Ahead of this weekend's election, Italian voters have a problem: separating the truth from the lies they read online.
Despite concerns that Russia will try to meddle in the campaign, Italian politicians and social media influencers have so far played the greatest role in spreading election-related online falsehoods, based on an analysis by Digital Bridge, POLITICO's transatlantic tech newsletter.
These accounts attack immigrants, make accusations against the European Union and promote support for Russia's invasion of Ukraine. While it might appear reassuring that the Kremlin is not behind such widespread online messaging, the bad news is that Italians are more likely to believe what they read from local sources than foreign sites and social media accounts.
On Sunday, Italy is expected to back a new right-wing coalition, led by Giorgia Meloni of the Brothers of Italy party. The outcome of the vote will be critical for Italy's economy and the political dynamics across the 27-country bloc, where the experienced Mario Draghi, the outgoing Italian prime minister, is expected to be replaced by an untested far-right leader.
Senior European officials, including those in charge of the EU's renewed efforts to clamp down on foreign disinformation, continue to warn the Kremlin may seek to tilt the scales in its favor during this weekend's vote.
But Italian Facebook and Twitter accounts peddling election-related misinformation have significantly outnumbered accounts that do not originate in the country for combined likes, shares and comments, according to data from CrowdTangle, the social media analytics firm owned by Meta, during the three weeks through September 16.
"Information from domestic politicians and domestic media, especially if endorsed by other members of the community, is far more likely to impact people’s attitudes and behaviors than posts from unfamiliar social media accounts or marginal foreign state-controlled media few follow and fewer still trust," said Rasmus Kleis Nielsen, professor of political communication at the University of Oxford, who has tracked the role of politicians in the spread of rumors online.
"It’s obviously awkward for the political class to explicitly recognize the fact that misinformation often comes from the top," he added. "It may be politically more convenient to pretend the problem is nefarious foreign actors. But that doesn’t make it true."
Many of the half-truths and falsehoods shared widely in recent days have a clear goal in mind: to muddy the political waters.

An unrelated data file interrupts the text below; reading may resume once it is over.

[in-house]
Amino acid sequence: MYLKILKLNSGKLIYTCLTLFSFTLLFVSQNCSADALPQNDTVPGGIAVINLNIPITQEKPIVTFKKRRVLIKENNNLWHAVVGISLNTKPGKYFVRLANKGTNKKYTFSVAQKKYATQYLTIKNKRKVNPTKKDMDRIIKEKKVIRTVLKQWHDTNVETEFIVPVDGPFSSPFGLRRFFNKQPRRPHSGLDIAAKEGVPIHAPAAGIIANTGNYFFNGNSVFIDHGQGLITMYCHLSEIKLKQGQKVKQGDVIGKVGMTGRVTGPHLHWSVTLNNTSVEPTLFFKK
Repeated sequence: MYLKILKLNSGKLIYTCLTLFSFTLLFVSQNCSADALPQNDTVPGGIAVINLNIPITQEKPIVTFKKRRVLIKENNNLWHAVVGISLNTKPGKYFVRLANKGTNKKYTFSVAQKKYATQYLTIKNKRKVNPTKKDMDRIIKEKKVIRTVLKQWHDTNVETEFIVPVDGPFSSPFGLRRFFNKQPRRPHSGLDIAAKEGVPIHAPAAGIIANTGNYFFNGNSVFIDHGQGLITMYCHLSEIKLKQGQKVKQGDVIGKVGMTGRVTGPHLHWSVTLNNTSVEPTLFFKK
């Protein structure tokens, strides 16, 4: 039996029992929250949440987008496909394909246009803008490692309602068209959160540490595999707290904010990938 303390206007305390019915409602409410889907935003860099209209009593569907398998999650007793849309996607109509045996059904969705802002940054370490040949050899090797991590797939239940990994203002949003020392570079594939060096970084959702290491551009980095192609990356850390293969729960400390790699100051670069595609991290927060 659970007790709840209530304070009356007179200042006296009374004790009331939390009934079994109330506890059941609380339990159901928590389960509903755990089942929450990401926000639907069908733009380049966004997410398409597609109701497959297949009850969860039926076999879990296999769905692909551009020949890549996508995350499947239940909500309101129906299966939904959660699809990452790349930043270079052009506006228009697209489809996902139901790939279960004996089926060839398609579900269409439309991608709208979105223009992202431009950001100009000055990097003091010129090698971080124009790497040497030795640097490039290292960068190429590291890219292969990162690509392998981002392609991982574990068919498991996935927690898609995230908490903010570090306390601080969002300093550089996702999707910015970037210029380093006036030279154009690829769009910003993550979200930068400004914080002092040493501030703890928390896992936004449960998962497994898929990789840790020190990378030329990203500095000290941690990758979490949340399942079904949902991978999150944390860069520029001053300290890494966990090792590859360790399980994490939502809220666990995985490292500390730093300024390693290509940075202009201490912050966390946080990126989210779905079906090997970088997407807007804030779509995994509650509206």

More than 90 percent of the pledges from the country's political parties were not rooted in economic reality, according to the Italian fact-checking organization Pagella Politica, which scoured through the commitments from both left- and right-leaning groups. That included everything from falsehoods related to promises of potentially hefty handouts for young voters, to widespread subsidies to combat skyrocketing energy costs.
Many of these pledges were shared widely by leading politicians — an effort to woo voters in an election that is not expected to see any political party garner sufficient votes on its own to form a government, based on POLITICO's Poll of Polls.
On thorny domestic topics, including those associated with rising levels of immigration and Europe's support for Ukraine in its war with Russia, Italian social media accounts have similarly dominated the online conversation. In particular, the role of migrants in Italian society has become a touchpoint for increasing support for far-right politicians.
In recent weeks, Facebook pages specifically created to foster anti-immigrant sentiment posted videos and images of alleged immigrants beating up or abusing people, in the build-up to Sunday's vote. These social media posts, collectively, have been shared thousands of times, particularly via far-right influencers and political candidates, based on CrowdTangle data.
Social media companies including Facebook and Twitter say they have taken action against election-related misinformation in Italy and have promoted legitimate mainstream news content about the upcoming vote.
Since February, Italian politicians from all political parties have pulled back on their support for Vladimir Putin. But online, some Italian social media users continue to question the EU's backing for Ukraine.
Two European government officials who are tracking Russian disinformation, both in Italy and across the EU, cautioned that despite the Kremlin's perceived lack of role in this weekend's election, Moscow still remained a key player.
Brussels' sanctions blocked Russian state-media like RT and Sputnik from operating in the EU in response to the February invasion. But in the years before the war, Italian-language content from Russian outlets had already garnered a significant audience.
The two officials, who spoke on the condition of anonymity because they were not authorized to speak publicly, said pro-Russian messages blaming the West for tensions were now part of the daily political discussions in Italy — even if now it was Italians, not a foreign government, who were spreading such misinformation.
"Just because Russia isn't out there publicly doesn't mean it's not having an impact," said one of those officials. "They've already made their message stick, no matter who's now pushing those narratives."